Apple recently announced new privacy and security measures that will impact digital marketing. “Link Tracking Protection in Messages, Mail, and Safari Private Browsing” could preview soon, but a full release in iOS 17 will likely occur in September with the launch of the iPhone 15.
On its website, Apple described Link Tracking Protection:
Some websites add extra information to their URLs in order to track users across other websites. Now this information will be removed from the links users share in Messages and Mail, and the links will still work as expected. This information will also be removed from links in Safari Private Browsing.
Let’s break this down.
Tracking parameters are unique alphanumeric characters at the end of a URL. Analytics software can then read those parameters to know more about users who clicked on that link, such as where they clicked from (the source), the campaign they responded to, and their behavior.
Urchin Tracking Modules — UTMs — are standard tracking parameters. Google Analytics supports them by default. Common UTM parameters are:
- Source (utm_source) identifies the source of the traffic.
- Medium (utm_medium) identifies the type of traffic, such as email, search, or ads.
- Campaign (utm_campaign) identifies the specific marketing campaign.
- Content (utm_content) is helpful in A/B testing.
Here’s a URL with a UTM parameter before Link Tracking Protection:
And here it is after Link Tracking Protection:
The links will continue to function, but Apple will remove the tracking parameters.
Impact on Consumers
Protection from link tracking. Apple will automatically remove tracking info from URLs when users share links over Mail and Messages or use Safari’s Private Browsing mode. Apple explains it in this video.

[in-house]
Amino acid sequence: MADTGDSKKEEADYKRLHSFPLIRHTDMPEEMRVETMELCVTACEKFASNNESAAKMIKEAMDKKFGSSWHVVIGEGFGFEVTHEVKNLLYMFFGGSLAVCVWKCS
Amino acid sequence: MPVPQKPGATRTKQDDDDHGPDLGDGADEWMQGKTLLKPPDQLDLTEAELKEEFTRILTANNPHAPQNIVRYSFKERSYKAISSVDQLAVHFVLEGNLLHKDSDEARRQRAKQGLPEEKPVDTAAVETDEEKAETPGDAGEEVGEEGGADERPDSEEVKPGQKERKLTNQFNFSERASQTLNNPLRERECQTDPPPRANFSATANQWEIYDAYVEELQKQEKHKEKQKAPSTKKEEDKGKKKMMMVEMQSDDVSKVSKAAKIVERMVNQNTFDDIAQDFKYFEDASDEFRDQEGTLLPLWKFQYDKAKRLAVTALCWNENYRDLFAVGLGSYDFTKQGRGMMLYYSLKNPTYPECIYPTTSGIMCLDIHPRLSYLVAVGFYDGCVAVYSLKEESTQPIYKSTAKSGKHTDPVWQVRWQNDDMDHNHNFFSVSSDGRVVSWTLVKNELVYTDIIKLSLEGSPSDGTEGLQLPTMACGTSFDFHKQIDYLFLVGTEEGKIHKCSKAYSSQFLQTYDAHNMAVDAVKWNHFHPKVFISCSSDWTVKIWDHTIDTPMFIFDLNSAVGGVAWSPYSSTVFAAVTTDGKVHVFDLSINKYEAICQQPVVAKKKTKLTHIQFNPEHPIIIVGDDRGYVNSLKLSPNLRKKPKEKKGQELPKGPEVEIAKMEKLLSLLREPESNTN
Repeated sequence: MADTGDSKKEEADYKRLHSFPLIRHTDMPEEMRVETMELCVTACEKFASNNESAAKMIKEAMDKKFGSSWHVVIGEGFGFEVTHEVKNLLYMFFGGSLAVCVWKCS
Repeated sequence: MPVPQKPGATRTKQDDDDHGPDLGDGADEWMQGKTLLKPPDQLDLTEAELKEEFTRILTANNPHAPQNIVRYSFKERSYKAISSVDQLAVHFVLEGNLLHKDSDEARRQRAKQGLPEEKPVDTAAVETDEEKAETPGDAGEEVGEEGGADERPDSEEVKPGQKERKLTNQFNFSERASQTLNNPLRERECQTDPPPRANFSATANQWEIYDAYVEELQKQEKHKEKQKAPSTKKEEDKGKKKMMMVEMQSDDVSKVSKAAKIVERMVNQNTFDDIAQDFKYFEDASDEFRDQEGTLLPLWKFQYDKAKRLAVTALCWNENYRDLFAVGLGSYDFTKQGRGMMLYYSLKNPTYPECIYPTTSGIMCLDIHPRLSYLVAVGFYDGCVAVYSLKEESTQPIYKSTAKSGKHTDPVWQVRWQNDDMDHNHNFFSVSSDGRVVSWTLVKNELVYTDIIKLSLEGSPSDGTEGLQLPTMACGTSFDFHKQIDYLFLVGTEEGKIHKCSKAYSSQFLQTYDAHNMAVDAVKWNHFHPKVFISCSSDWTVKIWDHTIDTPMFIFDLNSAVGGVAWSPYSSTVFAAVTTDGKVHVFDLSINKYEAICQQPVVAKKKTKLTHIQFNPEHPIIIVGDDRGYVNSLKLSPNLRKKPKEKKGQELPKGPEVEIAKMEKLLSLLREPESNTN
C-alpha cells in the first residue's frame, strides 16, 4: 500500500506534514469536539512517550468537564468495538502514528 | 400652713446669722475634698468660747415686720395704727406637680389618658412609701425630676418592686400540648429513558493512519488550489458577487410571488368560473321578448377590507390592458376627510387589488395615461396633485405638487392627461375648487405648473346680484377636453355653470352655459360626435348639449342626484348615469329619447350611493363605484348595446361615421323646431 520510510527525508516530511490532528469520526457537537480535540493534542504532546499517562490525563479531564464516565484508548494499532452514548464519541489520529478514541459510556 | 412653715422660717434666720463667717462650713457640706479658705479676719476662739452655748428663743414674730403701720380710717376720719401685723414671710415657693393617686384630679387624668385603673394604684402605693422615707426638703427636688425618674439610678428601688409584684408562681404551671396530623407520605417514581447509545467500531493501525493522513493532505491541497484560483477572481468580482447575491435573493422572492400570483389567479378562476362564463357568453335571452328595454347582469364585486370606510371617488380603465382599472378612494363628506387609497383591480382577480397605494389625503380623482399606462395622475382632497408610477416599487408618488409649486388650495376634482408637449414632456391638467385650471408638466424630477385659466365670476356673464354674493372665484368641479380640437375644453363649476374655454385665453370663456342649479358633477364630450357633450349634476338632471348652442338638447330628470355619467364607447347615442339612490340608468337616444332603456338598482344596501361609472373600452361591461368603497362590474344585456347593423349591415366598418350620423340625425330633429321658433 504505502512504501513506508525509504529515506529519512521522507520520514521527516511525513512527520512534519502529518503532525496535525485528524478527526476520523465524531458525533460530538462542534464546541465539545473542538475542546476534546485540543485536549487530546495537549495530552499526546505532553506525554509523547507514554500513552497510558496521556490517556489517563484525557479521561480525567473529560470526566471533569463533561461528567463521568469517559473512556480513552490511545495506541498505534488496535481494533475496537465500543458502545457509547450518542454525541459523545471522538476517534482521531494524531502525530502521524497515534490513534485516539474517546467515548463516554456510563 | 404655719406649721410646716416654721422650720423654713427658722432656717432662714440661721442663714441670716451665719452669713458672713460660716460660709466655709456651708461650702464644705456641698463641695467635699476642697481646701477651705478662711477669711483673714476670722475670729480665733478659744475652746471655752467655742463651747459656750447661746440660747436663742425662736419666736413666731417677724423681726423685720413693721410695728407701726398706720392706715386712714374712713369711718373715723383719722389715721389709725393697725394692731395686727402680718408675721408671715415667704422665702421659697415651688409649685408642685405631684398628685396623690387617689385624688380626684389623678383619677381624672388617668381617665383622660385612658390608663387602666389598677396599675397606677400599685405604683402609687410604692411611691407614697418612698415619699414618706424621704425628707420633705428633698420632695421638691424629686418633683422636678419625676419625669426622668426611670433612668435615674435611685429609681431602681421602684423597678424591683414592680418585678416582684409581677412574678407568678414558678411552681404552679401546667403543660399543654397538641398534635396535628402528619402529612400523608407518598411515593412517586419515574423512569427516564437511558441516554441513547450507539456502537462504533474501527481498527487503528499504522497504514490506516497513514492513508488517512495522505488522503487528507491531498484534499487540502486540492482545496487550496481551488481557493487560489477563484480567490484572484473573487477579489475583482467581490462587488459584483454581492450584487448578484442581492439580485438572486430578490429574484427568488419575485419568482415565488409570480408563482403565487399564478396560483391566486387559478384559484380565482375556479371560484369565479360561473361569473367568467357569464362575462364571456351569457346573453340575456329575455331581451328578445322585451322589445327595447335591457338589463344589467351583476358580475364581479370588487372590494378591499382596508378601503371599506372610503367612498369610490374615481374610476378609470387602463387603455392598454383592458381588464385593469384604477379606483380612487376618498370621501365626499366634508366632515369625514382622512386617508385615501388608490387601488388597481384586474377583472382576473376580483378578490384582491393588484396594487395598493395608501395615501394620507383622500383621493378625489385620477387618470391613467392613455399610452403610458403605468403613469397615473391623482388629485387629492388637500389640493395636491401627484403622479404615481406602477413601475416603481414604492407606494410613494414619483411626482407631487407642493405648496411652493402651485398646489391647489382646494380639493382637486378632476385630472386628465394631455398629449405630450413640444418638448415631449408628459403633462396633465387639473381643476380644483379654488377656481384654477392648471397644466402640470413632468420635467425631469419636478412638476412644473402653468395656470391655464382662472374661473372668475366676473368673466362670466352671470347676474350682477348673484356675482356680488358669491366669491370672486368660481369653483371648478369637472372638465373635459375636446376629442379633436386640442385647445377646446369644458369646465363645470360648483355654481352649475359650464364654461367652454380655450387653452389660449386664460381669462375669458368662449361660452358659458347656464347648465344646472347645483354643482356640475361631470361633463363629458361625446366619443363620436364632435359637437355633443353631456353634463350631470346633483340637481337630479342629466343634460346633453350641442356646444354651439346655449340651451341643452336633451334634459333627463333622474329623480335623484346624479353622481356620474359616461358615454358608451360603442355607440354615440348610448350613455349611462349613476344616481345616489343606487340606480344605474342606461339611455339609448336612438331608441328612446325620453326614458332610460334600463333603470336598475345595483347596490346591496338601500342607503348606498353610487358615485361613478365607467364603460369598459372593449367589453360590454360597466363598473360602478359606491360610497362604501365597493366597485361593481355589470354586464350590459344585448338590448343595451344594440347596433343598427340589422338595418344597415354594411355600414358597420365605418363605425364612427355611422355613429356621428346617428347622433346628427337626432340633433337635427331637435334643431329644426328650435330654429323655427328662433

Improved privacy. In the latest Safari 17, Apple has added privacy features to Private Browsing mode. These include:
- Blocking known trackers and fingerprinting techniques,
- Mitigating trackers that map subdomains to third-party IP addresses,
- Blocking known tracking query parameters in links,
- Introducing “noise” to API “fingerprints” and
- Providing console log messages when blocking requests.
Impact on Marketers
Marketers are rightly concerned about the impact of Link Privacy Protection on email campaigns and digital tracking.
A few industry colleagues have tested the impact on the internal tracking methods of email service providers, which sometimes rely on parameters.
For example, LPP breaks Marketo’s “view a webpage” functionality as it contains a mkt_tok parameter. Likewise, Eloqua applies tracking scripts to the destination of properties. LPP would break that, too.
Apple apparently has a QUERY_PARAM.wplist file that contains a list of URL parameters to be removed. PrivacyTests.org provided the file to some industry practitioners.
Steve Atkins is co-founder of Words to the Wise, an email consultancy. His tests confirm the removal of many parameters.
Privacy vs. Performance
Apple’s new privacy and security measures, including Link Tracking Protection, will impact digital marketing. The changes are commendable from a user privacy standpoint, but marketers must adjust. Start with understanding how email service providers track clicks. Some ESPs, to be sure, do not rely on parameters. Regardless, balancing user privacy and marketing performance is paramount now and moving forward.